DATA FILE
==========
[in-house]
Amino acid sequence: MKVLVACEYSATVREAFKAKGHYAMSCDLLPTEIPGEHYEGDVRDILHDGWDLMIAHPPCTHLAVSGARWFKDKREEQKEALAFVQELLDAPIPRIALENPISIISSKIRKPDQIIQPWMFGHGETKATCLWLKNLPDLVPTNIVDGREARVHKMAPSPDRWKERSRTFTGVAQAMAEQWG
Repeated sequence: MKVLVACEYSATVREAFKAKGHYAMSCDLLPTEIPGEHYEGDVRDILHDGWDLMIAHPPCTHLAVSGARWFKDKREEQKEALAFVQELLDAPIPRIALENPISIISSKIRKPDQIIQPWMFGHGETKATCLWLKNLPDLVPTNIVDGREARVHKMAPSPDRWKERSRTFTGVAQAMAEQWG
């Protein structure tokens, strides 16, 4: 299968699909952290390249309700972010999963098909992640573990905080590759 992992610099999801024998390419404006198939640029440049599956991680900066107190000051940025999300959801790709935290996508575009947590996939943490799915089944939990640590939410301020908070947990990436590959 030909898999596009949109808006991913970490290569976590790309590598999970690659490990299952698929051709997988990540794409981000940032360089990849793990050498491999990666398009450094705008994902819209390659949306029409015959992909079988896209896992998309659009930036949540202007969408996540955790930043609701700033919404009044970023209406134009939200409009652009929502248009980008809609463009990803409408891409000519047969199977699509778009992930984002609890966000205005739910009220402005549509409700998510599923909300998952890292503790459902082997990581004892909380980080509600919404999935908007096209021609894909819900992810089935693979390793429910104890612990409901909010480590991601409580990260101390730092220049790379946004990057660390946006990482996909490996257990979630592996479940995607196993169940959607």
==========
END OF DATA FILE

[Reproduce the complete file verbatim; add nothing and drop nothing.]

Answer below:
[in-house]
Amino acid sequence: MKVLVACEYSATVREAFKAKGHYAMSCDLLPTEIPGEHYEGDVRDILHDGWDLMIAHPPCTHLAVSGARWFKDKREEQKEALAFVQELLDAPIPRIALENPISIISSKIRKPDQIIQPWMFGHGETKATCLWLKNLPDLVPTNIVDGREARVHKMAPSPDRWKERSRTFTGVAQAMAEQWG
Repeated sequence: MKVLVACEYSATVREAFKAKGHYAMSCDLLPTEIPGEHYEGDVRDILHDGWDLMIAHPPCTHLAVSGARWFKDKREEQKEALAFVQELLDAPIPRIALENPISIISSKIRKPDQIIQPWMFGHGETKATCLWLKNLPDLVPTNIVDGREARVHKMAPSPDRWKERSRTFTGVAQAMAEQWG
């Protein structure tokens, strides 16, 4: 299968699909952290390249309700972010999963098909992640573990905080590759 992992610099999801024998390419404006198939640029440049599956991680900066107190000051940025999300959801790709935290996508575009947590996939943490799915089944939990640590939410301020908070947990990436590959 030909898999596009949109808006991913970490290569976590790309590598999970690659490990299952698929051709997988990540794409981000940032360089990849793990050498491999990666398009450094705008994902819209390659949306029409015959992909079988896209896992998309659009930036949540202007969408996540955790930043609701700033919404009044970023209406134009939200409009652009929502248009980008809609463009990803409408891409000519047969199977699509778009992930984002609890966000205005739910009220402005549509409700998510599923909300998952890292503790459902082997990581004892909380980080509600919404999935908007096209021609894909819900992810089935693979390793429910104890612990409901909010480590991601409580990260101390730092220049790379946004990057660390946006990482996909490996257990979630592996479940995607196993169940959607």